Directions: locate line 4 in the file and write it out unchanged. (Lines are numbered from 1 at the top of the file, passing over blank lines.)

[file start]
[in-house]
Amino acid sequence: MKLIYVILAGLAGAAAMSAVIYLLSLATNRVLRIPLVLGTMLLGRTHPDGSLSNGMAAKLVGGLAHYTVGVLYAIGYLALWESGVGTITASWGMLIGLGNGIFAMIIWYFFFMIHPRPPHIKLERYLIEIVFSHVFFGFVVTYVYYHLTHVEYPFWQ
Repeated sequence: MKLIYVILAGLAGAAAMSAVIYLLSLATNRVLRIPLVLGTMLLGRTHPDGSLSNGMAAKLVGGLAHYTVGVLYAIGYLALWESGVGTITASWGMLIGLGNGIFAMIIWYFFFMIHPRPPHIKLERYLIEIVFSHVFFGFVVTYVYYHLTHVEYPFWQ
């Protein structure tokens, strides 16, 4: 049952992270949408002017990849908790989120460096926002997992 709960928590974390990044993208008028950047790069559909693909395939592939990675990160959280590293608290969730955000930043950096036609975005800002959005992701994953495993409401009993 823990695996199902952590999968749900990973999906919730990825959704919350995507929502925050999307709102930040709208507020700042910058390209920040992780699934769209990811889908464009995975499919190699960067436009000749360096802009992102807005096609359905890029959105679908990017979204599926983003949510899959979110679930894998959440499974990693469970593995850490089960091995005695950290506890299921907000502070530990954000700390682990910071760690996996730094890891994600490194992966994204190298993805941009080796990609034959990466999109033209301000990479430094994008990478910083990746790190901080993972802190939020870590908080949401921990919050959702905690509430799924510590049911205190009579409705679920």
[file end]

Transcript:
């Protein structure tokens, strides 16, 4: 049952992270949408002017990849908790989120460096926002997992 709960928590974390990044993208008028950047790069559909693909395939592939990675990160959280590293608290969730955000930043950096036609975005800002959005992701994953495993409401009993 823990695996199902952590999968749900990973999906919730990825959704919350995507929502925050999307709102930040709208507020700042910058390209920040992780699934769209990811889908464009995975499919190699960067436009000749360096802009992102807005096609359905890029959105679908990017979204599926983003949510899959979110679930894998959440499974990693469970593995850490089960091995005695950290506890299921907000502070530990954000700390682990910071760690996996730094890891994600490194992966994204190298993805941009080796990609034959990466999109033209301000990479430094994008990478910083990746790190901080993972802190939020870590908080949401921990919050959702905690509430799924510590049911205190009579409705679920």